CNN executives are apparently big fans of Fighting Words, especially the recurring series Republican Scholar Roundtable. They like it so much that, after Bush's speech on immigration the other night, they aired a special edition of Lou Dobbs Tonight which featured a roundtable discussion that consisted of five white guys and NO LATINOS. CNN strayed from the cartoon's discussion format a little, though, as they decided not to bother with a "token Lib"... or women, or Democrats.

I'm so proud.

Wednesday, May 17, 2006

More on NSA...

If you haven't seen it yet, the article from USA Today (America's new leader in investigative journalism) is here. See also a Washington Post article that finally gives the caveat that I've been longing for in a report on a Bush declarative talking point (emphasis mine):
Bush made an unscheduled appearance before White House reporters and sought to shape perceptions about the surveillance while declining to acknowledge that it is taking place. He said that "the intelligence activities I authorized are lawful," but specified no source of statutory or constitutional authority.
Some other articles that I found valuable in my cartoon research this week: E&P on newspaper editorials slamming the NSA program, John Dean on the flaws in arguments in favor of Bush's exercise of expanded presidential powers, and James Risen and James Bamford give some inside details and historical background on the NSA and their domestic surveillance activities.

Finally, overall public opinion on the NSA program is apparently not so good after all for the folks who love Big Brother.

Monday, May 15, 2006

5/15/06 Cartoon

"Fuzzy Feds"... it's cartoon #150!

More soon...

Friday, May 12, 2006


Harris poll.

But we're not going to try to impeach him or anything.

Gutless losers.

Thursday, May 11, 2006

60 Minutes, Woodward & Bernstein, and...

USA Today?

CJR Daily asks how it is that America's newspaper for children (or adults with child-like attention spans) could beat out an "institution" like the NY Times on the new wiretapping revelations (via Cursor).

And, speaking of USA Today, check out Matt Bors' latest.

Wednesday, May 10, 2006


No, Lou's not all bad. He's one of the few bobble-heads at CNN who will actually give a nod to logic and acknowledge the utter absurdity of Bush's policies on, for example, the war in Iraq.

The problem is that the bulk of the coverage on Lou Dobbs Tonight is not given to Iraq, or to other vital issues like New Orleans or illegal wiretapping, but rather is reserved for Dobbs' pet subjects. His obsession with immigration and corporate globalization, while clothed in a populist concern for America's middle-class, does not jive with his record as a corporate lackey for much of his career, nor his background as a "lifelong Republican." And his show certainly has no place in the middle of CNN's daily lineup, in the guise of a news show with a basis in solid journalism.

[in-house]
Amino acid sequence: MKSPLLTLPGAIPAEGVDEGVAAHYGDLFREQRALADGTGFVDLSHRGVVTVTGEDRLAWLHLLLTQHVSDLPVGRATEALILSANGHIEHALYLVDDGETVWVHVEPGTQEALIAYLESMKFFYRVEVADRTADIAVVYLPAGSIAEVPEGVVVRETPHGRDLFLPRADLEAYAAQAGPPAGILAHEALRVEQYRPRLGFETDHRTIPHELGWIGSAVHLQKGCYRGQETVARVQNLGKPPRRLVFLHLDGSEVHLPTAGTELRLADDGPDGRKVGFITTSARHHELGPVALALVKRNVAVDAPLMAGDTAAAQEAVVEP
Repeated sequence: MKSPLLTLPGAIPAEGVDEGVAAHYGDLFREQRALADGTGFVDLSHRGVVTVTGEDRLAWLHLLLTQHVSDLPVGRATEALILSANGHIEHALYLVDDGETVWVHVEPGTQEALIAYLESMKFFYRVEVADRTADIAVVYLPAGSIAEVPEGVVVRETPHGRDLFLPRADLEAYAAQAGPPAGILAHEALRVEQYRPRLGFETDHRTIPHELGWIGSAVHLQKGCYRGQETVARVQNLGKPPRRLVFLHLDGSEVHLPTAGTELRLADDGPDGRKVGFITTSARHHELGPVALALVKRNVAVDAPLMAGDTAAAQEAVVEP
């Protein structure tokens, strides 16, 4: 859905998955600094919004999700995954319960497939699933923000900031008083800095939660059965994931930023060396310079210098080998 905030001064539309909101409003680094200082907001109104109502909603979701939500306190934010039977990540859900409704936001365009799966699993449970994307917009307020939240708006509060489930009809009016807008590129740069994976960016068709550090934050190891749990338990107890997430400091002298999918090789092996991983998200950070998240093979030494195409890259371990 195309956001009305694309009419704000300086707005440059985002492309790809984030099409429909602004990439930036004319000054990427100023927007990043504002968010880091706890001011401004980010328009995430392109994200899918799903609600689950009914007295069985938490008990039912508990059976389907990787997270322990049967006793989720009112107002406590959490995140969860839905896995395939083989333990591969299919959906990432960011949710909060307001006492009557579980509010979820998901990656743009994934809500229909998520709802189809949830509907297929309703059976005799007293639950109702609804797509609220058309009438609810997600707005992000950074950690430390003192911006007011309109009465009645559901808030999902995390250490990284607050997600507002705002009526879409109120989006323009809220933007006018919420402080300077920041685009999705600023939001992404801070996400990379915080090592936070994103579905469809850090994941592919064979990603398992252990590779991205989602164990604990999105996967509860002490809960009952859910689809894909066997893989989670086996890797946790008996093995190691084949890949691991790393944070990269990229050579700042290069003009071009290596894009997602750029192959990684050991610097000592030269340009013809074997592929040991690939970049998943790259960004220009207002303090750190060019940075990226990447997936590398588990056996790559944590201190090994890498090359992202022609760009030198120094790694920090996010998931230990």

His bizarre rants have become parodies of themselves; for example, he ridiculed the ACLU and Southern Poverty Law Center for suggesting that the hillbilly vigilante "Minutemen" are perhaps motivated in some way by racism, calling any such claim "mind-boggling." It never occurs to Lou that there may be a disturbing historical context affecting the social relationships at the heart of the immigration debate, or that there may be a dubious morality to the world's richest country locking out the world's poor immigrants, or that there are a significant number of innocent people who will be affected by H.R. 4437.

Monday, May 08, 2006

5/8/06 Cartoon

"Republican Scholar Round Table: Immigration"... previous episodes here and here.

Friday, May 05, 2006

Never Drinkin' Rum Again...

This sounds like it may be a fake story, but it takes an iron stomach to read it anyway. Yeeee...

(thanks to Myia)


I remember an early episode of the West Wing, where the characters talk about "taking stories out with the trash." Apparently, this is a common practice in Washington, as stories that look bad for certain individuals are released to the public on Fridays (because they think fewer people will read and care about it with the weekend right around the corner), and the story gets defused. Of course, with this practice about 80% of the news that comes out of this administration would have to be released on Friday. However, I have noticed that they often make use of this practice, and we got another one today. Here's a possible reason why.


It's so nice that we're getting back to REAL scandals after all these years of silly stories about "torture gulags" and "crimes against the Constitution" and "wars"...

Thursday, May 04, 2006

N.O. Update

RWOnline (via Cursor) has a great article on WWOZ's mission to preserve New Orleans' cultural heritage.

See also a terrific piece in the Austin Chronicle on Cyril Neville, who tells the brutal truth about corporate imperialism in an American city.

Tuesday, May 02, 2006


If you haven't seen this yet, Stephen Colbert is now officially a legend...

(via Atrios; see also Crooks and Liars via Tom Tomorrow)